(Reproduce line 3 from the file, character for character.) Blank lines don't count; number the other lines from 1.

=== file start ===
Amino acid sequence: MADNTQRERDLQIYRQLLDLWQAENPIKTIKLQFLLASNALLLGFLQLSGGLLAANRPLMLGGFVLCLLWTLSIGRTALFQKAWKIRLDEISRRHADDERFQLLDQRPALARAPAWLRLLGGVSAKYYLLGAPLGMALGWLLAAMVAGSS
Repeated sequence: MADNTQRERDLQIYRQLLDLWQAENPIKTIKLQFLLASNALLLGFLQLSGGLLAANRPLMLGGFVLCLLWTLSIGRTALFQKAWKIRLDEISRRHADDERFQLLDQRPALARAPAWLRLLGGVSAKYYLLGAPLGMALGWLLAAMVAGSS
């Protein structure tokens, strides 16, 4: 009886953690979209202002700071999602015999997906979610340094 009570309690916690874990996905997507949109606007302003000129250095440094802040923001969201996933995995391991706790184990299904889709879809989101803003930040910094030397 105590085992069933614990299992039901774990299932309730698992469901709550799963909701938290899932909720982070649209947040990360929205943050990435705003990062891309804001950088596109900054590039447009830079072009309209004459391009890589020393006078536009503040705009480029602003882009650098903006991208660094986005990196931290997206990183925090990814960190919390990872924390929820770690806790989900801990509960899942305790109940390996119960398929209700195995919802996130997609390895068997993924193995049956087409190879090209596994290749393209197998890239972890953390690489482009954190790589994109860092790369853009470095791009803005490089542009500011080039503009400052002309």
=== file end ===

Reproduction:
């Protein structure tokens, strides 16, 4: 009886953690979209202002700071999602015999997906979610340094 009570309690916690874990996905997507949109606007302003000129250095440094802040923001969201996933995995391991706790184990299904889709879809989101803003930040910094030397 105590085992069933614990299992039901774990299932309730698992469901709550799963909701938290899932909720982070649209947040990360929205943050990435705003990062891309804001950088596109900054590039447009830079072009309209004459391009890589020393006078536009503040705009480029602003882009650098903006991208660094986005990196931290997206990183925090990814960190919390990872924390929820770690806790989900801990509960899942305790109940390996119960398929209700195995919802996130997609390895068997993924193995049956087409190879090209596994290749393209197998890239972890953390690489482009954190790589994109860092790369853009470095791009803005490089542009500011080039503009400052002309």